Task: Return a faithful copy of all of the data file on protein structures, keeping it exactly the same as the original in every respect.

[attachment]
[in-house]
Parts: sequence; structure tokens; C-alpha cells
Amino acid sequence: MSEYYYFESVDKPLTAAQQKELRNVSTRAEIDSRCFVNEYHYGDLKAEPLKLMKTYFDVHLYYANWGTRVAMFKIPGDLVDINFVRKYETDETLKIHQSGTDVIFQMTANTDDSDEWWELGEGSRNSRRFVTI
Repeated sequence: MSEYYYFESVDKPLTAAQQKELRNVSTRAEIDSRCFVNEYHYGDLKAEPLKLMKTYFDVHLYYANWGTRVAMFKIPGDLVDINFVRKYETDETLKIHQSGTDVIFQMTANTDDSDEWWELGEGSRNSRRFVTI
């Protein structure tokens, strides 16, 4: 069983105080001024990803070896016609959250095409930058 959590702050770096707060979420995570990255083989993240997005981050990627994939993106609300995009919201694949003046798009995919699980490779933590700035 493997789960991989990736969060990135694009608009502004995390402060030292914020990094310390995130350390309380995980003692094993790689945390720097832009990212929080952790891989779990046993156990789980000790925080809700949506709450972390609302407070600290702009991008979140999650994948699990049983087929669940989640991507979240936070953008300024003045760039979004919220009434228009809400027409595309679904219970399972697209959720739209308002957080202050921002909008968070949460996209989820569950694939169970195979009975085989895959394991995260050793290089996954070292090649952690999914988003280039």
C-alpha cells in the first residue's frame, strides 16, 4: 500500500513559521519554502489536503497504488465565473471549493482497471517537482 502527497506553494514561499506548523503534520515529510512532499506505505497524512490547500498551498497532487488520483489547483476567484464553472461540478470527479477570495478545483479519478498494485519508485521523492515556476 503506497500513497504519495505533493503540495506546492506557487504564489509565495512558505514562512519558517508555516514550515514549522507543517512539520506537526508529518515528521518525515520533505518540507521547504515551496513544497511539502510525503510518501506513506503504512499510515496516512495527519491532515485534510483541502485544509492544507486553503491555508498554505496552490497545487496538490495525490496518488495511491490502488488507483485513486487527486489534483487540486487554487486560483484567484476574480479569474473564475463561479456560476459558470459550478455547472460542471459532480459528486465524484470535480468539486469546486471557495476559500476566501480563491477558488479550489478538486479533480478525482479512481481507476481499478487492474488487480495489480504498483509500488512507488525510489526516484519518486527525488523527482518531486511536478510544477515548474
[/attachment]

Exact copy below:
[in-house]
Parts: sequence; structure tokens; C-alpha cells
Amino acid sequence: MSEYYYFESVDKPLTAAQQKELRNVSTRAEIDSRCFVNEYHYGDLKAEPLKLMKTYFDVHLYYANWGTRVAMFKIPGDLVDINFVRKYETDETLKIHQSGTDVIFQMTANTDDSDEWWELGEGSRNSRRFVTI
Repeated sequence: MSEYYYFESVDKPLTAAQQKELRNVSTRAEIDSRCFVNEYHYGDLKAEPLKLMKTYFDVHLYYANWGTRVAMFKIPGDLVDINFVRKYETDETLKIHQSGTDVIFQMTANTDDSDEWWELGEGSRNSRRFVTI
């Protein structure tokens, strides 16, 4: 069983105080001024990803070896016609959250095409930058 959590702050770096707060979420995570990255083989993240997005981050990627994939993106609300995009919201694949003046798009995919699980490779933590700035 493997789960991989990736969060990135694009608009502004995390402060030292914020990094310390995130350390309380995980003692094993790689945390720097832009990212929080952790891989779990046993156990789980000790925080809700949506709450972390609302407070600290702009991008979140999650994948699990049983087929669940989640991507979240936070953008300024003045760039979004919220009434228009809400027409595309679904219970399972697209959720739209308002957080202050921002909008968070949460996209989820569950694939169970195979009975085989895959394991995260050793290089996954070292090649952690999914988003280039």
C-alpha cells in the first residue's frame, strides 16, 4: 500500500513559521519554502489536503497504488465565473471549493482497471517537482 502527497506553494514561499506548523503534520515529510512532499506505505497524512490547500498551498497532487488520483489547483476567484464553472461540478470527479477570495478545483479519478498494485519508485521523492515556476 503506497500513497504519495505533493503540495506546492506557487504564489509565495512558505514562512519558517508555516514550515514549522507543517512539520506537526508529518515528521518525515520533505518540507521547504515551496513544497511539502510525503510518501506513506503504512499510515496516512495527519491532515485534510483541502485544509492544507486553503491555508498554505496552490497545487496538490495525490496518488495511491490502488488507483485513486487527486489534483487540486487554487486560483484567484476574480479569474473564475463561479456560476459558470459550478455547472460542471459532480459528486465524484470535480468539486469546486471557495476559500476566501480563491477558488479550489478538486479533480478525482479512481481507476481499478487492474488487480495489480504498483509500488512507488525510489526516484519518486527525488523527482518531486511536478510544477515548474